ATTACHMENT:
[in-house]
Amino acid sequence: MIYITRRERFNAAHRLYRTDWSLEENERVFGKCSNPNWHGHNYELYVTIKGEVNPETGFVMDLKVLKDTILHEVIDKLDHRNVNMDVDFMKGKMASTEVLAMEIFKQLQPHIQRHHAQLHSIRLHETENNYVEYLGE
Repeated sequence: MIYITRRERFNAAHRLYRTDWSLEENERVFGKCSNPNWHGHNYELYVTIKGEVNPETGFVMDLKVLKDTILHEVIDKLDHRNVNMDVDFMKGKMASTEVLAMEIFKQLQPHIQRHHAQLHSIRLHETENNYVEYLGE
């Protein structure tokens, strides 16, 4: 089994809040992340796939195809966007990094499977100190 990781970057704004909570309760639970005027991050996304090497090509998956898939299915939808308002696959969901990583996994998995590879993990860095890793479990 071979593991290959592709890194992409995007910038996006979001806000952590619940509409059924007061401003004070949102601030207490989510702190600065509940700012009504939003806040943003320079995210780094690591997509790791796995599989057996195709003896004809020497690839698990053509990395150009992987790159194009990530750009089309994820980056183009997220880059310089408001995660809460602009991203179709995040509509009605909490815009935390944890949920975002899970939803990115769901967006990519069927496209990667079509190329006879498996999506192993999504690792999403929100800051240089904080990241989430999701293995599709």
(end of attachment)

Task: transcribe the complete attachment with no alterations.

[in-house]
Amino acid sequence: MIYITRRERFNAAHRLYRTDWSLEENERVFGKCSNPNWHGHNYELYVTIKGEVNPETGFVMDLKVLKDTILHEVIDKLDHRNVNMDVDFMKGKMASTEVLAMEIFKQLQPHIQRHHAQLHSIRLHETENNYVEYLGE
Repeated sequence: MIYITRRERFNAAHRLYRTDWSLEENERVFGKCSNPNWHGHNYELYVTIKGEVNPETGFVMDLKVLKDTILHEVIDKLDHRNVNMDVDFMKGKMASTEVLAMEIFKQLQPHIQRHHAQLHSIRLHETENNYVEYLGE
């Protein structure tokens, strides 16, 4: 089994809040992340796939195809966007990094499977100190 990781970057704004909570309760639970005027991050996304090497090509998956898939299915939808308002696959969901990583996994998995590879993990860095890793479990 071979593991290959592709890194992409995007910038996006979001806000952590619940509409059924007061401003004070949102601030207490989510702190600065509940700012009504939003806040943003320079995210780094690591997509790791796995599989057996195709003896004809020497690839698990053509990395150009992987790159194009990530750009089309994820980056183009997220880059310089408001995660809460602009991203179709995040509509009605909490815009935390944890949920975002899970939803990115769901967006990519069927496209990667079509190329006879498996999506192993999504690792999403929100800051240089904080990241989430999701293995599709």